by Robert Waldmann
Jeff Girth asks “Was AIG Watchdog Not Up To The Job?”
Short answer — no.
Slightly longer answer — that depends, do you think their job was to regulate or to make sure that no one else regulated ? They seemed to think it was the second and managed.
In 1999, Congress passed legislation allowing banks, insurance companies and securities firms to compete with each other. The new law allowed for a range of possible regulators, from the Federal Reserve to the Securities and Exchange Commission, depending on the mix of financial services a company chose to offer. Holding companies that owned one or more thrifts had the possibility of being regulated by the OTS.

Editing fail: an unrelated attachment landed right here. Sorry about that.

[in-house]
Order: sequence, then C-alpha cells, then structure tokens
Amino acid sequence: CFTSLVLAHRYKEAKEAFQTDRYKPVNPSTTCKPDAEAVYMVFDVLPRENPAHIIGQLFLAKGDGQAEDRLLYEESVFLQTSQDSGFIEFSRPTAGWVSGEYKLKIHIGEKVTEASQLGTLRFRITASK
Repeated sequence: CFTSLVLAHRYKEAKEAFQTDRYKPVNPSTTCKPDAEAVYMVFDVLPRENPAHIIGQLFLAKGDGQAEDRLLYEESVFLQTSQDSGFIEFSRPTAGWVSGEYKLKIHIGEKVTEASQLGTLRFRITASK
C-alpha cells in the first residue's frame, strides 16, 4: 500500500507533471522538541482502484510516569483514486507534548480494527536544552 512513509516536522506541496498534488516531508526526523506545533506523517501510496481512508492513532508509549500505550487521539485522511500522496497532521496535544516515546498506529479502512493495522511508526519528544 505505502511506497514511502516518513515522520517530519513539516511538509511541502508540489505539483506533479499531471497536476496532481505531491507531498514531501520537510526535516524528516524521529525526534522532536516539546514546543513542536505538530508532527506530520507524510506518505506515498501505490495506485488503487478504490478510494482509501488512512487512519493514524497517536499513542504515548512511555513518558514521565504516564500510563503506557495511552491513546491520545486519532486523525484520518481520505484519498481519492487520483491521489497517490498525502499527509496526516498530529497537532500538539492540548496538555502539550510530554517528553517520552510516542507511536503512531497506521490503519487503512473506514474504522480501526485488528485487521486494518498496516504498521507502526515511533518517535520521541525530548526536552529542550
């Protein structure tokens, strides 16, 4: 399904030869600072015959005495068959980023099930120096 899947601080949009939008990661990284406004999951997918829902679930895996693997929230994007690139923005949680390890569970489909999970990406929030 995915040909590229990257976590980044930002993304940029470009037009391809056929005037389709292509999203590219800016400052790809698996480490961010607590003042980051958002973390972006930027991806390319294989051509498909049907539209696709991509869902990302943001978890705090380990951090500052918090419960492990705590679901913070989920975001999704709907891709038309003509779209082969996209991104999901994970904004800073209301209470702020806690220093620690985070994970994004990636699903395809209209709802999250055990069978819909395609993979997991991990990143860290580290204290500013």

“There was a stampede by commercial and financial firms to get a thrift charter,” said Bart Dzivi, a former counsel to the Senate Banking Committee and now a financial-institutions lawyer in Northern California, “so that OTS could be their consolidated supervisor.”
AIG, like other companies, fell under grandfathering provisions in the 1999 bill and received approval late that year from the OTS to own a thrift in Delaware.
In a March 2007 report on financial regulation, the Government Accountability Office looked at the OTS and found “a disparity between the size of the agency and the diverse firms it oversees.” The report noted a lack of specialized skills at the OTS, which had just one insurance specialist to oversee several insurers such as AIG.